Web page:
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Reliability of Electric Power from Geographically Dispersed Wind and Solar ResourcesEPA Grant Number: F6C20124
Title: Reliability of Electric Power from Geographically Dispersed Wind and Solar Resources
Investigators: Fripp, Matthias
Institution: University of California - Berkeley
EPA Project Officer: Just, Theodore J.
Project Period: September 1, 2006 through September 1, 2009
Project Amount: $110,124
RFA: STAR Graduate Fellowships (2006) RFA Text | Recipients Lists
Research Category: Academic Fellowships , Fellowship - Geography , Pollution Prevention/Sustainable Development , Ecological Indicators/Assessment/Restoration
Wind and solar power can provide clean, secure energy in the U.S. However, wind speeds and solar irradiance vary with weather and the time of day, and it is unclear how these energy sources will affect the reliability of the power system if they are used to meet a large share of our electricity requirements. I will conduct the first study to assess the reliability of the combination of wind and solar power, when collected from all possible locations in a large electric grid.
I will use new datasets of historical weather conditions from the National Centers for Environmental Prediction and NASA to drive a simulation of wind and solar power output at all promising locations throughout the state of California, every 3 hours over a 12-year period. The time-varying, statewide renewable power output from this simulation will then be incorporated into a model of the electric power system, to assess which other generators can be displaced in both the short and long term by renewable power equipment, while maintaining the power system’s current level of reliability. This analysis will reveal the amount of power that the renewable equipment can provide reliably and economically, without the need for dedicated backup generators. I will repeat this assessment with renewable sources dispersed across large and small geographic areas, and with different ratios of wind and solar power, to measure how the reliable supply of renewable power changes as the collection area is expanded, and as wind and solar power are combined. This research can later be extended to other regions of the U.S.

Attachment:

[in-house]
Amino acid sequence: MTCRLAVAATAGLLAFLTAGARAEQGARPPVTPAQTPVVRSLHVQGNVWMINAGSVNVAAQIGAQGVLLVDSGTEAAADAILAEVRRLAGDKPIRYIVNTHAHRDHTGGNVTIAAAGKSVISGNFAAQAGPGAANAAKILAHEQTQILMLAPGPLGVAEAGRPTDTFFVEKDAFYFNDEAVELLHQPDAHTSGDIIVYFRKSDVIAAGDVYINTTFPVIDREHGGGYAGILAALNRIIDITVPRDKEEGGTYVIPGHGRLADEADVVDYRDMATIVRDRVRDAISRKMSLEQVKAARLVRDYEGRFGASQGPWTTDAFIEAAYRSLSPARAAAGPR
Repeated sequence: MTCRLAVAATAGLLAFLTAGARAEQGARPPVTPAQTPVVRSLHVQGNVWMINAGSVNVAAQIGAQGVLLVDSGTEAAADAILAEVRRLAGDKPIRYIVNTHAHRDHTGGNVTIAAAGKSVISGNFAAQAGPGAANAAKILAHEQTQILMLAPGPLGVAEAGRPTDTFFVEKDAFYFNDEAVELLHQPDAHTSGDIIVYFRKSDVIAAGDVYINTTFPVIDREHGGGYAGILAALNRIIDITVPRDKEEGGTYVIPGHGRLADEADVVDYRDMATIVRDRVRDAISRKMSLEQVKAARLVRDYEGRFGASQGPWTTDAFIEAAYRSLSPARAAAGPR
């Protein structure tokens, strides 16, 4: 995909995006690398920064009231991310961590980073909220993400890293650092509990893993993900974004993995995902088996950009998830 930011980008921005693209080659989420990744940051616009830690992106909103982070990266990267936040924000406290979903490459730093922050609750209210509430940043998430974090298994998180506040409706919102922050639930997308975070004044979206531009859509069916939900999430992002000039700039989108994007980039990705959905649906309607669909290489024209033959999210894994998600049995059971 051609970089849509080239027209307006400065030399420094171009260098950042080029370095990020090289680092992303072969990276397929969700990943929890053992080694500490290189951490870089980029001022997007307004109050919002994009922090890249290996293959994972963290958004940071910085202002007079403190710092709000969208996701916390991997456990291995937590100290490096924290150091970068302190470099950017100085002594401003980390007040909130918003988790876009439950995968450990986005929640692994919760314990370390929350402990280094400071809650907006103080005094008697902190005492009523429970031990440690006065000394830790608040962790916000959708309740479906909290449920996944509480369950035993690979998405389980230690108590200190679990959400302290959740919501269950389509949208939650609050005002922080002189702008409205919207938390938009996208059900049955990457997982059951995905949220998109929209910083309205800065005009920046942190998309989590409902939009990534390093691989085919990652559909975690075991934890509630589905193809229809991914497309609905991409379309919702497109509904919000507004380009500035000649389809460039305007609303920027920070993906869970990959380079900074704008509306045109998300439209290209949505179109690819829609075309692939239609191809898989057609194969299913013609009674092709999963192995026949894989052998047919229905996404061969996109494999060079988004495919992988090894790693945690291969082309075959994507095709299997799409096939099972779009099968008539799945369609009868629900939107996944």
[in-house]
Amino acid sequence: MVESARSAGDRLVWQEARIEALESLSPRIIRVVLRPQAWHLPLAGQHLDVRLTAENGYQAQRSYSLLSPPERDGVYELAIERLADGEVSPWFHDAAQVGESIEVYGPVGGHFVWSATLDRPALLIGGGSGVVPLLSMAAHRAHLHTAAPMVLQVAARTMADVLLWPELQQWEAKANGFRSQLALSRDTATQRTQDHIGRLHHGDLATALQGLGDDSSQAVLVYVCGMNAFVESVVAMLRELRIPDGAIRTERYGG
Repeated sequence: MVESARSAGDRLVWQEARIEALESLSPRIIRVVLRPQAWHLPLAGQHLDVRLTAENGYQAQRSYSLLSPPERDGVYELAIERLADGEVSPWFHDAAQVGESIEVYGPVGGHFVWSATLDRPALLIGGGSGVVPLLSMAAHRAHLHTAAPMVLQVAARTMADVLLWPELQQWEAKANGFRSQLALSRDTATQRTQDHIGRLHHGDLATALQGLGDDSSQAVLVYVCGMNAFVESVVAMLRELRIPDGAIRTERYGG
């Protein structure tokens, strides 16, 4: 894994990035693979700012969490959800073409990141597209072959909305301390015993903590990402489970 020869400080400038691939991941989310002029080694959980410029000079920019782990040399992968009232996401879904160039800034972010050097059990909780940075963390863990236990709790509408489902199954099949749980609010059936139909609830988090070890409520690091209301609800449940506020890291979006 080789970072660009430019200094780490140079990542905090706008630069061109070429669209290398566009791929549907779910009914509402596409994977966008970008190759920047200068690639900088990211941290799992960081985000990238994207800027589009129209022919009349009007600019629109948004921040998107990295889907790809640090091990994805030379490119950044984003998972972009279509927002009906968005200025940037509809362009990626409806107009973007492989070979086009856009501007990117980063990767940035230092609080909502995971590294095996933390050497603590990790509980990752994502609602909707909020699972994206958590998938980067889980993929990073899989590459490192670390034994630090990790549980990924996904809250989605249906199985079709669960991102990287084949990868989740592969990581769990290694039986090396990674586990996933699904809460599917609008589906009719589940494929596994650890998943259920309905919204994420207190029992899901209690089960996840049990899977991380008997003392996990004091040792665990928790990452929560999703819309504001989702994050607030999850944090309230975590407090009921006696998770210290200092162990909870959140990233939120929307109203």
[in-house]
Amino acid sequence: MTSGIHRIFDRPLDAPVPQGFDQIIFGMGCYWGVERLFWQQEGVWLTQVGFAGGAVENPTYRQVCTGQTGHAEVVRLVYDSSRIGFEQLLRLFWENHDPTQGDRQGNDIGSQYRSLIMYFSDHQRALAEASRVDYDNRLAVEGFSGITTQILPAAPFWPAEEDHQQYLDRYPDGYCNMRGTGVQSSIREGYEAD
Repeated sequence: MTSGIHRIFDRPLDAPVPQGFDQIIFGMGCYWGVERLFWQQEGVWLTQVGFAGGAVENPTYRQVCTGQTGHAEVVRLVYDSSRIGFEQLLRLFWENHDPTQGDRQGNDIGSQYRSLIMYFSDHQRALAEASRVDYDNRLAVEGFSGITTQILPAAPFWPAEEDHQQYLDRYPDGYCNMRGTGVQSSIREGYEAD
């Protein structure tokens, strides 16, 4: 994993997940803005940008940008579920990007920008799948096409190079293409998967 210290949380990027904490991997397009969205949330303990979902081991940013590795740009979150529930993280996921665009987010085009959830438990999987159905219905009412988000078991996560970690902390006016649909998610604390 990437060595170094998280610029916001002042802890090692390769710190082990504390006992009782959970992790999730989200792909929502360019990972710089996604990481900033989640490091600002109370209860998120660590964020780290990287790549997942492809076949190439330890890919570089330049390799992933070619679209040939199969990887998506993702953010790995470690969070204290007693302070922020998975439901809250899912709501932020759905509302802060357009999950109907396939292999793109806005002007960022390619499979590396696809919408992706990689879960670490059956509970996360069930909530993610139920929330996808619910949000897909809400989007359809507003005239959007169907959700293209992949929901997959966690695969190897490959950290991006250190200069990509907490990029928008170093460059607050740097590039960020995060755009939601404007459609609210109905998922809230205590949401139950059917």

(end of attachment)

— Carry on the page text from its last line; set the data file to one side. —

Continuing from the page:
This research will quantify for the first time the effect of combining wind and solar power, as well as combining renewable power from multiple locations, in order to provide a more robust understanding of how intermittent renewable energy sources will affect the electric power system. This will allow planners and policymakers to make a more orderly, confident transition to using renewable energy than would otherwise be possible. In addition, this research is likely to show that the collective output of renewable power from widely dispersed locations will be more reliable than the power currently generated by wind farms or solar equipment at any individual location, because some locations will have strong winds or clear skies when others do not. This conclusion could lead to adoption of higher targets for the use of renewable energy, allowing our society to use renewable power to reduce its environmental emissions further than previously thought.